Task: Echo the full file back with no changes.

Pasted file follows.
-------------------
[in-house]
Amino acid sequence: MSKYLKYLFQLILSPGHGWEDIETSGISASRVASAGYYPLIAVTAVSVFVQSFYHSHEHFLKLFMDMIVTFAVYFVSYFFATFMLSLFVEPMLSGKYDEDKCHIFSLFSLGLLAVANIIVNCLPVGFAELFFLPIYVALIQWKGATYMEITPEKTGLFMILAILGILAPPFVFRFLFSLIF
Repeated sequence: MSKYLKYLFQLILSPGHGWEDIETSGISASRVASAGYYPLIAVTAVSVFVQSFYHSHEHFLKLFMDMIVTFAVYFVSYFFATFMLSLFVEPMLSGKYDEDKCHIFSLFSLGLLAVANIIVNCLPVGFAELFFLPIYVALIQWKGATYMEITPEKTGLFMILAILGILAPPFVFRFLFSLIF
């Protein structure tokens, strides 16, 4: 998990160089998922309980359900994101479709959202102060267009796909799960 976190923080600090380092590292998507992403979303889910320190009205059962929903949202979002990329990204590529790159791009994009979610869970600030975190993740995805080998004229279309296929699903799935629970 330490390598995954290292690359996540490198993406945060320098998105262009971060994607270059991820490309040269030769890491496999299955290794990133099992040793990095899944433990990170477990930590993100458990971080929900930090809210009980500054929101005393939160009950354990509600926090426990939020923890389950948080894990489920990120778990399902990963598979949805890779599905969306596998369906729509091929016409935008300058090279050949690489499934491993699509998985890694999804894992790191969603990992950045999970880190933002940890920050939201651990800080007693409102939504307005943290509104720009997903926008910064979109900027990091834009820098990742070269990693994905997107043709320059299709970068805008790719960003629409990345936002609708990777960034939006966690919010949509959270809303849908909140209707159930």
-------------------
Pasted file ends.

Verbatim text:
[in-house]
Amino acid sequence: MSKYLKYLFQLILSPGHGWEDIETSGISASRVASAGYYPLIAVTAVSVFVQSFYHSHEHFLKLFMDMIVTFAVYFVSYFFATFMLSLFVEPMLSGKYDEDKCHIFSLFSLGLLAVANIIVNCLPVGFAELFFLPIYVALIQWKGATYMEITPEKTGLFMILAILGILAPPFVFRFLFSLIF
Repeated sequence: MSKYLKYLFQLILSPGHGWEDIETSGISASRVASAGYYPLIAVTAVSVFVQSFYHSHEHFLKLFMDMIVTFAVYFVSYFFATFMLSLFVEPMLSGKYDEDKCHIFSLFSLGLLAVANIIVNCLPVGFAELFFLPIYVALIQWKGATYMEITPEKTGLFMILAILGILAPPFVFRFLFSLIF
């Protein structure tokens, strides 16, 4: 998990160089998922309980359900994101479709959202102060267009796909799960 976190923080600090380092590292998507992403979303889910320190009205059962929903949202979002990329990204590529790159791009994009979610869970600030975190993740995805080998004229279309296929699903799935629970 330490390598995954290292690359996540490198993406945060320098998105262009971060994607270059991820490309040269030769890491496999299955290794990133099992040793990095899944433990990170477990930590993100458990971080929900930090809210009980500054929101005393939160009950354990509600926090426990939020923890389950948080894990489920990120778990399902990963598979949805890779599905969306596998369906729509091929016409935008300058090279050949690489499934491993699509998985890694999804894992790191969603990992950045999970880190933002940890920050939201651990800080007693409102939504307005943290509104720009997903926008910064979109900027990091834009820098990742070269990693994905997107043709320059299709970068805008790719960003629409990345936002609708990777960034939006966690919010949509959270809303849908909140209707159930």